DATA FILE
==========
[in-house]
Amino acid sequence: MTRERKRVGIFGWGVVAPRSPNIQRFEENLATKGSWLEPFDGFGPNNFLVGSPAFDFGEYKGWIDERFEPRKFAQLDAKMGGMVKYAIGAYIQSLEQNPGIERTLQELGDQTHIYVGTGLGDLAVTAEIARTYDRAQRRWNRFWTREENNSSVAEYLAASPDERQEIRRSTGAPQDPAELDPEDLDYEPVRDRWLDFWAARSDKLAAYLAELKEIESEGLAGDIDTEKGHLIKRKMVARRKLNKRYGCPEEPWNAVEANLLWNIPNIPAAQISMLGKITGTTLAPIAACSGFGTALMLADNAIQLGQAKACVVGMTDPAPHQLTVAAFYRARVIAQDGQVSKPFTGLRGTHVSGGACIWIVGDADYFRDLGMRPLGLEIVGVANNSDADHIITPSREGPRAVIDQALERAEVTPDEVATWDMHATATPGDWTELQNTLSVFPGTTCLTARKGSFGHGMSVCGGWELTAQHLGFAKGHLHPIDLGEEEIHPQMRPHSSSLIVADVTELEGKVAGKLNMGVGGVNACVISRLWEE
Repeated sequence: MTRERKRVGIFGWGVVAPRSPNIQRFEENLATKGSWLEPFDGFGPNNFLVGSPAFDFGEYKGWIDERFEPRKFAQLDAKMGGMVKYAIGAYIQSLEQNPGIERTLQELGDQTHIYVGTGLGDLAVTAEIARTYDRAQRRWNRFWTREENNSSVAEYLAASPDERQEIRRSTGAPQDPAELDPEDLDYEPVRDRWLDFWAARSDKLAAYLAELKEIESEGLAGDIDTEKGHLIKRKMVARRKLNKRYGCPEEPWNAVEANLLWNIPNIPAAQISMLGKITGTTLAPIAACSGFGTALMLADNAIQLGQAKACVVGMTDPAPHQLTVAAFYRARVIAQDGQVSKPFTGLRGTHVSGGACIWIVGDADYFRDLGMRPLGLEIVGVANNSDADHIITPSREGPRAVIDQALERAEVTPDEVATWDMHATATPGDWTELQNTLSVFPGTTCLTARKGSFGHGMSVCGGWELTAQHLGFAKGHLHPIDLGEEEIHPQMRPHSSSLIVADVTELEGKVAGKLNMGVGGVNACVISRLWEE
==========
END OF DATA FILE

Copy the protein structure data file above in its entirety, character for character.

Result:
[in-house]
Amino acid sequence: MTRERKRVGIFGWGVVAPRSPNIQRFEENLATKGSWLEPFDGFGPNNFLVGSPAFDFGEYKGWIDERFEPRKFAQLDAKMGGMVKYAIGAYIQSLEQNPGIERTLQELGDQTHIYVGTGLGDLAVTAEIARTYDRAQRRWNRFWTREENNSSVAEYLAASPDERQEIRRSTGAPQDPAELDPEDLDYEPVRDRWLDFWAARSDKLAAYLAELKEIESEGLAGDIDTEKGHLIKRKMVARRKLNKRYGCPEEPWNAVEANLLWNIPNIPAAQISMLGKITGTTLAPIAACSGFGTALMLADNAIQLGQAKACVVGMTDPAPHQLTVAAFYRARVIAQDGQVSKPFTGLRGTHVSGGACIWIVGDADYFRDLGMRPLGLEIVGVANNSDADHIITPSREGPRAVIDQALERAEVTPDEVATWDMHATATPGDWTELQNTLSVFPGTTCLTARKGSFGHGMSVCGGWELTAQHLGFAKGHLHPIDLGEEEIHPQMRPHSSSLIVADVTELEGKVAGKLNMGVGGVNACVISRLWEE
Repeated sequence: MTRERKRVGIFGWGVVAPRSPNIQRFEENLATKGSWLEPFDGFGPNNFLVGSPAFDFGEYKGWIDERFEPRKFAQLDAKMGGMVKYAIGAYIQSLEQNPGIERTLQELGDQTHIYVGTGLGDLAVTAEIARTYDRAQRRWNRFWTREENNSSVAEYLAASPDERQEIRRSTGAPQDPAELDPEDLDYEPVRDRWLDFWAARSDKLAAYLAELKEIESEGLAGDIDTEKGHLIKRKMVARRKLNKRYGCPEEPWNAVEANLLWNIPNIPAAQISMLGKITGTTLAPIAACSGFGTALMLADNAIQLGQAKACVVGMTDPAPHQLTVAAFYRARVIAQDGQVSKPFTGLRGTHVSGGACIWIVGDADYFRDLGMRPLGLEIVGVANNSDADHIITPSREGPRAVIDQALERAEVTPDEVATWDMHATATPGDWTELQNTLSVFPGTTCLTARKGSFGHGMSVCGGWELTAQHLGFAKGHLHPIDLGEEEIHPQMRPHSSSLIVADVTELEGKVAGKLNMGVGGVNACVISRLWEE